WDVE personality Bill Crawford is finally at the top of his comedy game, but it was a long road | Comedy | Pittsburgh | Pittsburgh City Paper

WDVE personality Bill Crawford is finally at the top of his comedy game, but it was a long road

"My sense of humor is in full bloom in this city."

Up in Crawford's grill: Bill Crawford mic-checks favorite stomping ground the Pittsburgh Improv.
Up in Crawford's grill: Bill Crawford mic-checks favorite stomping ground the Pittsburgh Improv.

Dawn's barely broken outside the DVE Morning Show studios, and inside, co-host Bill Crawford is apologizing profusely. But he's doing so in the voice of Steelers wide receiver Jerricho Cotchery.

To Crawford, Cotchery's smooth voice sounds like the bass from Boyz II Men who tended to soliloquize apologies during songs. So when the Steelers lose, Crawford impersonates Cotchery apologizing while "End of the Road" plays. This time, though, Cotchery himself has called in, and Crawford's about to play the joke for its target.

Mid-conversation with Cotchery, and nervous, Crawford lets out an "uuuuh" — an awkward, slightly prolonged throat-clear. After they hang up, host Randy Baumann won't let Crawford hear the end of it.

"I was so nervous!" Crawford confesses into his mic as Baumann plays the flub over and over, and everyone in the studio cracks up. Later, Crawford says of the on-air mockery, "I don't mind being the butt of the joke. I never have ... if people are laughing and think it's funny, that's the only standard I have."

Crawford, 33, grew up in Pittsburgh before heading to Emerson College in Boston, a school known for its distinguished comedy alumni. "Jay Leno went there," Crawford says, bright-eyed. "Denis Leary, Steven Wright, David Cross, Laura Kightlinger, Bill Burr, Anthony Clark, The Fonz." Emerson also lets students spend a semester in Los Angeles — an opportunity Crawford seized in 2003, thinking he might make it big in Hollywood.

But Crawford's L.A. stint didn't last long. At the end of his first week there, his uncle died. Soon after, his mother had a heart attack, and soon after that, his sister was in a horrible car accident. "One by one," Crawford says, "each family member was like, ‘We need you to come back.'"

Crawford didn't find an easy road in Pittsburgh, either. "There was no comedy scene," he says. Other than the Improv and The Funny Bone, there were few places to perform, "so I literally just started making up rooms by myself."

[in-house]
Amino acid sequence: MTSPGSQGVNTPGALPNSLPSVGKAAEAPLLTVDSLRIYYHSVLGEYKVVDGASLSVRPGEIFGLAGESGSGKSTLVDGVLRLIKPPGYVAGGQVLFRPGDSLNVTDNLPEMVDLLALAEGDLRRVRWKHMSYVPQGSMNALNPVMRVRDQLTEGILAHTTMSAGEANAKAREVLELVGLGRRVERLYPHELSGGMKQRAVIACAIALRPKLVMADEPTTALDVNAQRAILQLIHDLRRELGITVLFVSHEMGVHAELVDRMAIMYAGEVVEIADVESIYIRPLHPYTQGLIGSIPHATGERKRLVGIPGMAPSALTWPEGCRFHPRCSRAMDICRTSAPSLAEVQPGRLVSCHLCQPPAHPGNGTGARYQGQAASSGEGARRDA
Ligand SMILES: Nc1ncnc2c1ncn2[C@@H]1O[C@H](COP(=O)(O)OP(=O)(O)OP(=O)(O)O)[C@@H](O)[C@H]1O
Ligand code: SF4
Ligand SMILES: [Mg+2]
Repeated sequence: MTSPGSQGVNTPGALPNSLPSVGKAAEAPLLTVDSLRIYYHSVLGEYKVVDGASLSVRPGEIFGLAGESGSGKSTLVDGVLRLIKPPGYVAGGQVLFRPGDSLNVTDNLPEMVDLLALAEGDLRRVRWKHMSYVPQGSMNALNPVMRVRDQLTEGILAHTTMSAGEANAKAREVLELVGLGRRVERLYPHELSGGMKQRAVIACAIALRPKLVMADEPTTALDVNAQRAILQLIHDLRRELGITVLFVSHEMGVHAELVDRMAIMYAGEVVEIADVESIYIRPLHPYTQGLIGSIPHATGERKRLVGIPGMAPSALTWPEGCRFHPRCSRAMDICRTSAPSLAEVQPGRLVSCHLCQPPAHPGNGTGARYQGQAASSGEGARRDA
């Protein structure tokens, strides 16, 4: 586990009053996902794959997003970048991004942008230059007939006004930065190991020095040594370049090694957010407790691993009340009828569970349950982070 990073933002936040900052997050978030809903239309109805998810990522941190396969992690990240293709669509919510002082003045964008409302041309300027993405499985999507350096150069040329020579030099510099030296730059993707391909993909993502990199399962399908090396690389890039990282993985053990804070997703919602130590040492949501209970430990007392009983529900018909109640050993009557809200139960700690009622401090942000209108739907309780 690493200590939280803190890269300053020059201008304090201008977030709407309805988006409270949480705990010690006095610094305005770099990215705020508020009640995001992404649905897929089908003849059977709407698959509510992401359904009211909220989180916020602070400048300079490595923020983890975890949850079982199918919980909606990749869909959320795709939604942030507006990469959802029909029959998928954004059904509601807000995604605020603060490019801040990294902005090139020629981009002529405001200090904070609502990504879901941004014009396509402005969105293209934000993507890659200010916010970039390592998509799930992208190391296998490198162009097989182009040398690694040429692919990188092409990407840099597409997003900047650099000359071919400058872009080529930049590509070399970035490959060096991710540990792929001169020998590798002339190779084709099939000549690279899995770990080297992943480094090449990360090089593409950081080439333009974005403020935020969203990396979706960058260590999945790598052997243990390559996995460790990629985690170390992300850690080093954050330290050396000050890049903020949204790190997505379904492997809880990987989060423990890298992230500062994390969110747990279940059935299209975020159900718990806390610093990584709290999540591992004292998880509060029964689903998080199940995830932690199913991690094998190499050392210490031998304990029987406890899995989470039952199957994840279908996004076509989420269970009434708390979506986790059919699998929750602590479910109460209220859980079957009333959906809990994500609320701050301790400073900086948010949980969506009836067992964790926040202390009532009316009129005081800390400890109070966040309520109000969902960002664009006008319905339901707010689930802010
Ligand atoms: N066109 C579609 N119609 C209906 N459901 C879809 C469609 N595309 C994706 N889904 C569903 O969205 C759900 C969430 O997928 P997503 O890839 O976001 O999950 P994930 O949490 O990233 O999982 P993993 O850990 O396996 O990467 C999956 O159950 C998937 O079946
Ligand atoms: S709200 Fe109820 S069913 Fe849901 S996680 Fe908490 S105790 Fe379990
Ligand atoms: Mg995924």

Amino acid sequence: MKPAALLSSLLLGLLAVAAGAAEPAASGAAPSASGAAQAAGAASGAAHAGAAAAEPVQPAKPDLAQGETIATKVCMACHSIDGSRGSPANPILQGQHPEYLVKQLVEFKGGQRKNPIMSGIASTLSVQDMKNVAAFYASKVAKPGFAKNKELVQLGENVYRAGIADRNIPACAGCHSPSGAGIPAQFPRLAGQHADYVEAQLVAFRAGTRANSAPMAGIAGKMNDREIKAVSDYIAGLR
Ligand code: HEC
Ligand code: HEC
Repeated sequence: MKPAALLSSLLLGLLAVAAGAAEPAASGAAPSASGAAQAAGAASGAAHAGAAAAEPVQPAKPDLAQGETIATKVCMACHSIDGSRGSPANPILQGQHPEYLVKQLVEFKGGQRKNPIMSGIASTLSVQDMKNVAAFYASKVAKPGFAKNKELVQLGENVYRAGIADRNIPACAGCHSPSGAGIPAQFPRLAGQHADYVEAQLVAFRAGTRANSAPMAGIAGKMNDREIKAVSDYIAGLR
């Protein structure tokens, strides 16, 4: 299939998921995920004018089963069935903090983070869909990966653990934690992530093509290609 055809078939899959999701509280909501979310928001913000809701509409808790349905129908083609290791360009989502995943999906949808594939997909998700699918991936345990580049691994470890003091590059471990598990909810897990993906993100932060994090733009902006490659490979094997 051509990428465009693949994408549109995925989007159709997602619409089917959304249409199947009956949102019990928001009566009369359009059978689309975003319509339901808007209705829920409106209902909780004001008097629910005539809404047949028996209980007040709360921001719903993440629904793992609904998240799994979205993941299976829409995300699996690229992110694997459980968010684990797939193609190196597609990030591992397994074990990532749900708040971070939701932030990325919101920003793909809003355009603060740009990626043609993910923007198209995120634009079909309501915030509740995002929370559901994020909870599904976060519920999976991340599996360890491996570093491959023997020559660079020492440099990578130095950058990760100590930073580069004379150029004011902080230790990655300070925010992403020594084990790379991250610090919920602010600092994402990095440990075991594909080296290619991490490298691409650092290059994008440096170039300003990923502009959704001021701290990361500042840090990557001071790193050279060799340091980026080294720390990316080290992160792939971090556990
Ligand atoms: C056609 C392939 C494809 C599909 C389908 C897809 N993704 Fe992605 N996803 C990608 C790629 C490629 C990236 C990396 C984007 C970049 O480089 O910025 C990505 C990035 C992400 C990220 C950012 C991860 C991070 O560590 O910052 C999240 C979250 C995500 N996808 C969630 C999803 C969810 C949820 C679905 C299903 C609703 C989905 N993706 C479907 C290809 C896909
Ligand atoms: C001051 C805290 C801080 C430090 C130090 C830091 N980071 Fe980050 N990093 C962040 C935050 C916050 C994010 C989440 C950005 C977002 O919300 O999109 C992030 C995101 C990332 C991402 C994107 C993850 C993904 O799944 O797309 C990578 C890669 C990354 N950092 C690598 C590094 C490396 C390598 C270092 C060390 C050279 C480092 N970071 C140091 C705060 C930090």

He and some comedian friends began playing "dirt-bag bars and Elks' Clubs and places that never, ever, ever should have a comedy show," he says. One makeshift stage was simply Crawford standing between two dartboards. "They were like, ‘We have a lamp we'll put on you.'"

"They'd plug us into the P.A., then not turn off the Monday Night Football game," he says. At another place, "there was a pool table right in front of the stage, and dudes actually played pool while the show was going on. That's when you know you're not yet doing what you should be doing in the comedy business — when people are racking 'em up and breaking 'em right in front of your set."

Things got easier after 2004, when veteran DVE Morning Show host Jim Krenn, whom Crawford calls a mentor, caught his set at the Pittsburgh Improv and invited him to guest on the show. Crawford used his weekly on-air appearances as a bargaining chip to get more bar bookings. He became a bigger name at the Improv, and eventually toured, opening for acts like Jim Breuer, Bert Kreischer and Steve Byrne. He enjoyed being on the road, but it took him away from his longtime girlfriend and two daughters. "My family is number one," Crawford says.

Crawford's standup often alludes to life as a cash-strapped family man. About watching The Bachelor, he jokes, "It's just unrealistic expectations that show creates. They're taking helicopter rides over thousand-foot waterfalls. My girl's like, ‘I wanna go on a helicopter, baby!' ... I'm like, ‘The only way you're getting in a helicopter with me is if you trip on a squeaky toy, fall down the steps and have to be life-flighted.'"

But early this year, comedy finally turned more lucrative. This past January — weeks after Krenn was abruptly released from the morning show — Crawford was offered a full-time spot on WDVE, an event he calls "the opportunity of a lifetime." For a comedian, he says, being on the DVE Morning Show is "the equivalent to growing up here and playing for the Steelers." For Crawford, there's nowhere else he'd rather be. "This is home base," he says. "My sense of humor is in full bloom in this city."

Still, Crawford remains modest. "I'm playing small ball," he says of his career. "I was just raised that way, I guess — to always be humble. My mantra when I come [to work] is, ‘Be humble, be grateful, keep it light, have fun.' That's how I've always tried to approach comedy."

Back in the studio, Baumann discovers it's Crawford's birthday and announces it on-air. "I get the birthday blues," Crawford laments, sheepishly. But when the mic clicks off, he says to Baumann, "The best birthday gift I got was Jerricho Cotchery loving that bit."

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